“Our goal with fake news is not to prevent anyone from saying something untrue — but to stop fake news and misinformation spreading across our services. If something is spreading and is rated false by fact checkers, it would lose the vast majority of its distribution in News Feed. And of course if a post crossed line into advocating for violence or hate against a particular group, it would be removed. These issues are very challenging but I believe that often the best way to fight offensive bad speech is with good speech.” Mark Zuckerberg Clarifies, Recode

I don’t know about you, but I’m on Zuckerberg’s side with this.

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Exploding & Exploring #PGSethics (via #23andMe vs the #FDA) — Hashtags of the Week (HOTW): (Week of December 2, 2013)


RiskBites: 23andMe, FDA and DNA health profiling: http://www.youtube.com/watch?v=VZXDtTNqDuQ

As you’ve probably already heard, on November 22nd the FDA sent a Warning Letter to the personal genomics company 23andMe. As someone who has participated in clinical studies about personal genomics and blogs (occasionally) about this area, my social media streams have been EXPLODING!

Just through Twitter (for which it is easier to grab numbers), in the past 3 days there have been over two thousand more posts mentioning 23andMe, and over 500 new mentions in my own Twitter interactions stream. I cannot keep up, I can’t read them all, much less reply. Friday night the conversation was burning the wires, and I finally had to stop to sleep. I promised I’d get back to folk in the morning. In the morning, I had 250 new interactions. While I tried to read those, I made it through about 50, and in that time another 163 had arrived. During the conversations, a number of us decided we had so many folk in the conversation we needed a new hashtag to corral the content. We decided to use #PGSethics for “Personal Genomics Services, Ethics.” Obviously, this is the topic of the moment, but this blog post is going to require being extremely selective to merely hint at the boundaries of the conversations occurring even as I write this. Also, because the very nature of the topic is enormous, with complex issues, much of the conversation is shifting back and forth between Twitter and blogs. Analyzing all this will make a fabulous doctoral dissertation for someone!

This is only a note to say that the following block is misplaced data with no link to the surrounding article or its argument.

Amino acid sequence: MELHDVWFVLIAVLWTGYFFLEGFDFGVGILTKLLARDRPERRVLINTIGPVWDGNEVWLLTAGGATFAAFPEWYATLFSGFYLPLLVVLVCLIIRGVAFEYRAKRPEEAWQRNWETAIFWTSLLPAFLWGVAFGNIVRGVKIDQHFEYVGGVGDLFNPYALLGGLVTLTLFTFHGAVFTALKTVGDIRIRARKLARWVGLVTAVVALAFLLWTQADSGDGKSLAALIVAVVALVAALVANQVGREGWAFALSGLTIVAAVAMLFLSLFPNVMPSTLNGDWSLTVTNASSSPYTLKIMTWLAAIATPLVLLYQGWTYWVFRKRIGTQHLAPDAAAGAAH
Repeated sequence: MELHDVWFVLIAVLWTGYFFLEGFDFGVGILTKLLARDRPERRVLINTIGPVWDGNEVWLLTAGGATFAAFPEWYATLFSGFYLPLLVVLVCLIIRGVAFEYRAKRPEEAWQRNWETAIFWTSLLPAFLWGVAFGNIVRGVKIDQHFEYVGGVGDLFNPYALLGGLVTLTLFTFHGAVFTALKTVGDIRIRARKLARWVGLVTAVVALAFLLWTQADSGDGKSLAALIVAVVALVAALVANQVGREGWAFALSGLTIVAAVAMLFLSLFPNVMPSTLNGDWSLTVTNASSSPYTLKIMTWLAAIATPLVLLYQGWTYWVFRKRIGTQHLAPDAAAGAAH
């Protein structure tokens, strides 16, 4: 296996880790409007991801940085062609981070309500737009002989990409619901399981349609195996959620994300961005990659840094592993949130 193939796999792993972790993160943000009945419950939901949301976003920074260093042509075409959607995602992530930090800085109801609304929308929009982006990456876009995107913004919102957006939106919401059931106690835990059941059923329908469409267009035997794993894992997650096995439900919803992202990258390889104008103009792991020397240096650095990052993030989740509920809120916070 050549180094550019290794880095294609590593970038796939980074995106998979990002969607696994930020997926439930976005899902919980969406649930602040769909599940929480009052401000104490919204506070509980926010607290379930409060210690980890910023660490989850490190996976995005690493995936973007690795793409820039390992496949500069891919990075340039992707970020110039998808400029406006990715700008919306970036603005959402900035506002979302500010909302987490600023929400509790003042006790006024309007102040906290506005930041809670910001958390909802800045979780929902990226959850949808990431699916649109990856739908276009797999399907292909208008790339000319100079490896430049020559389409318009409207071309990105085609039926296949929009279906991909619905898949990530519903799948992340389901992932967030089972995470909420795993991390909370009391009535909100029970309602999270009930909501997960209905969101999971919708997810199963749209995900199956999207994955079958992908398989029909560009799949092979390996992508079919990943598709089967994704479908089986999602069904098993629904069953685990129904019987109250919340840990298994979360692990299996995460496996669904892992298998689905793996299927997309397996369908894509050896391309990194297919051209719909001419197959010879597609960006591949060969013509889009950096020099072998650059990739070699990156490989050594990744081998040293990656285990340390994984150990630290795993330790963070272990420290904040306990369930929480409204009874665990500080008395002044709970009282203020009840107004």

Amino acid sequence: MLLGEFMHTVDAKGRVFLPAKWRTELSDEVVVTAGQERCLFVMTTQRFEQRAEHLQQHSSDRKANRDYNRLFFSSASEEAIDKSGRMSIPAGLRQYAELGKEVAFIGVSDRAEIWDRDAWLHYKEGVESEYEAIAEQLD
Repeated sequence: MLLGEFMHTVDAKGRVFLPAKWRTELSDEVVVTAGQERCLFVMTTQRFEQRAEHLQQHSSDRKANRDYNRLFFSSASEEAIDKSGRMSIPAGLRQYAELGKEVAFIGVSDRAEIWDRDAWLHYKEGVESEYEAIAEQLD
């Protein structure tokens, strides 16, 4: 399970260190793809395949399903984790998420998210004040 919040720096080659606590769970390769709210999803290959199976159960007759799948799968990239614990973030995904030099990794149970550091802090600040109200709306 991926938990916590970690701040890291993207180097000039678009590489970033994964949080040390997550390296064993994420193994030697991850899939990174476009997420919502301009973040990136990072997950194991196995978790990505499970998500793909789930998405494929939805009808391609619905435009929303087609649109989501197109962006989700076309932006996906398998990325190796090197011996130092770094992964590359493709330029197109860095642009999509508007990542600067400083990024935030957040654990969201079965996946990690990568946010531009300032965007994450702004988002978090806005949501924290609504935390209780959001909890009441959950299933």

Here are the main hashtags I am using to track this, BUT with a huge caveat. Most of the conversation is not happening through hashtags right now, and I seem to be being cc’d on much of several conversations. And since many of the most pungent comments don’t even include the word “23andMe” the only way to really find what people are saying is by sheer brute force digging. Still, this is a start.

#23andMe: https://twitter.com/search?q=%2323andme&src=typd
#FDA: https://twitter.com/search?q=%23FDA&src=typd
#PGSethics: https://twitter.com/search?q=%23PGSethics&src=hash


First posted at: THL Blog http://wp.me/p1v84h-1yJ

Hashtag of the Week (HOTW): Open Everything! (Week of October 21, 2012)

First posted at the THL blog: http://thlibrary.wordpress.com/2012/10/26/hashtag-of-the-week-hotw-open-everything-week-of-october-21-2012/


You’ve already heard about Open Access Week. My favorite quote so far was the one from Jack Bernard selected by Irina for yesterday’s blogpost:

“Copyright doesn’t graft well onto – what’s that term? Oh, yeah – reality.“

Nice. And, as has been becoming overwhelming obvious in the halls of academia and environments of publishing and scholarly productivity, very true. So, the focus today is going to be about what’s the buzz on Twitter around Open Access Week. As partial evidence of the range of communities surrounding this topic and how they express themselves, I’d like to point out the variety of of hashtags being used to discuss this (#openaccess, #OA, #OAweek, #OAweek2012, #OAweek12, #oaw, #oa12, and then it gets complicated).


… and there are a lot, LOT more. Both tweets AND tags!